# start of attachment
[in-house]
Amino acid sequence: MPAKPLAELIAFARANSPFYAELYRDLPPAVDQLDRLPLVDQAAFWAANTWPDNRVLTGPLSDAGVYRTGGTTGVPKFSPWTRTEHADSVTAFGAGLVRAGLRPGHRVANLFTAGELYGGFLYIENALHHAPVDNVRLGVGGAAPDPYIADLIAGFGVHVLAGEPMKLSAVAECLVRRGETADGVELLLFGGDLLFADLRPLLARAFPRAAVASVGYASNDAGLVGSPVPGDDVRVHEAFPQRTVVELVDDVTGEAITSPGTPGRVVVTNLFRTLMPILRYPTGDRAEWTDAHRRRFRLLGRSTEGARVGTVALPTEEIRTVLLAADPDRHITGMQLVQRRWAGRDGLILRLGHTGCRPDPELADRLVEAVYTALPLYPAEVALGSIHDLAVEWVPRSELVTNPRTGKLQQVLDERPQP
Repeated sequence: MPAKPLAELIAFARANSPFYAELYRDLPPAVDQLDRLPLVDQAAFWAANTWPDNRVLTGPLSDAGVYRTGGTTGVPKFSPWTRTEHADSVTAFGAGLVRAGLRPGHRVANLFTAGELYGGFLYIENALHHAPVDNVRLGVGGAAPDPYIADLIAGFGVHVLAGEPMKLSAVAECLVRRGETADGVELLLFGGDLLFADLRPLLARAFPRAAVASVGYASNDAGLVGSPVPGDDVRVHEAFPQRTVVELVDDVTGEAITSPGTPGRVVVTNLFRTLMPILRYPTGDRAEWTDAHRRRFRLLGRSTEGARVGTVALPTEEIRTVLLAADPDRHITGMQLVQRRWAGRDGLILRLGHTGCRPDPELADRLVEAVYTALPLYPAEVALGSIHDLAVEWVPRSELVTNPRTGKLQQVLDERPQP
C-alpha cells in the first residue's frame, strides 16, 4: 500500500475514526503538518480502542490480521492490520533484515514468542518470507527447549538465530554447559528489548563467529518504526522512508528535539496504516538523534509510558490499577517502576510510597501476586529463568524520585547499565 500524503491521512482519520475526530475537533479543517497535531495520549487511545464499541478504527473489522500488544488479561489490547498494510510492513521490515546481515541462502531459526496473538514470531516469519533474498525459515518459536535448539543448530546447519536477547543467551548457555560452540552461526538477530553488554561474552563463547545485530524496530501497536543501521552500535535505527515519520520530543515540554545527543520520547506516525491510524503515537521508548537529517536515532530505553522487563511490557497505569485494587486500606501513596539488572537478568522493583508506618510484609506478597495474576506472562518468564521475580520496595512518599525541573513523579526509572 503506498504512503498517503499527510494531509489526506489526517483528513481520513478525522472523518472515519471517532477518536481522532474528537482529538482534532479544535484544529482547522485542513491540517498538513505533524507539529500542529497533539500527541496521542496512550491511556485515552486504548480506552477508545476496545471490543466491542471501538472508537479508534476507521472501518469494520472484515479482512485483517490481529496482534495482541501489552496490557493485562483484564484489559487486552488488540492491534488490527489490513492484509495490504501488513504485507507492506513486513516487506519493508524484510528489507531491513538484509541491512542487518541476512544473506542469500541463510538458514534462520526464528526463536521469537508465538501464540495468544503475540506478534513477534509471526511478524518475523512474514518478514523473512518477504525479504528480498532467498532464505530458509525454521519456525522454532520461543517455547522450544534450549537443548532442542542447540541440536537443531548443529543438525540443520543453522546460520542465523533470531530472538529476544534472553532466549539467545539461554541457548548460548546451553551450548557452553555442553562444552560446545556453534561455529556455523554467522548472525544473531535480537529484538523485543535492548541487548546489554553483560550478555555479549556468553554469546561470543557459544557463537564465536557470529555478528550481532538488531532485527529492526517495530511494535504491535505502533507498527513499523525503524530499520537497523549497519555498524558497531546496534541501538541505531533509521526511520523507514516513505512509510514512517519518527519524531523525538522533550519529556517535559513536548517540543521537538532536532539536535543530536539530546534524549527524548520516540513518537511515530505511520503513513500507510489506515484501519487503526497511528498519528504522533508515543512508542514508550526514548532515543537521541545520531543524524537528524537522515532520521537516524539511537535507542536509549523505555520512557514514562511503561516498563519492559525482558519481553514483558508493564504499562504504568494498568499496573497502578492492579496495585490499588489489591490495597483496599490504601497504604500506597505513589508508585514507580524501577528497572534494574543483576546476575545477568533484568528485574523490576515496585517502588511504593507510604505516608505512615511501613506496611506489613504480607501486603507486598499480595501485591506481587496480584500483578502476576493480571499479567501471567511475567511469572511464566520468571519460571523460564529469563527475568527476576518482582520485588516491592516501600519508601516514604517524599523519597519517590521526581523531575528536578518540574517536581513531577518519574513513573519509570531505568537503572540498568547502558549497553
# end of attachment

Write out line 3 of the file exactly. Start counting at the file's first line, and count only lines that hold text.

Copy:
Repeated sequence: MPAKPLAELIAFARANSPFYAELYRDLPPAVDQLDRLPLVDQAAFWAANTWPDNRVLTGPLSDAGVYRTGGTTGVPKFSPWTRTEHADSVTAFGAGLVRAGLRPGHRVANLFTAGELYGGFLYIENALHHAPVDNVRLGVGGAAPDPYIADLIAGFGVHVLAGEPMKLSAVAECLVRRGETADGVELLLFGGDLLFADLRPLLARAFPRAAVASVGYASNDAGLVGSPVPGDDVRVHEAFPQRTVVELVDDVTGEAITSPGTPGRVVVTNLFRTLMPILRYPTGDRAEWTDAHRRRFRLLGRSTEGARVGTVALPTEEIRTVLLAADPDRHITGMQLVQRRWAGRDGLILRLGHTGCRPDPELADRLVEAVYTALPLYPAEVALGSIHDLAVEWVPRSELVTNPRTGKLQQVLDERPQP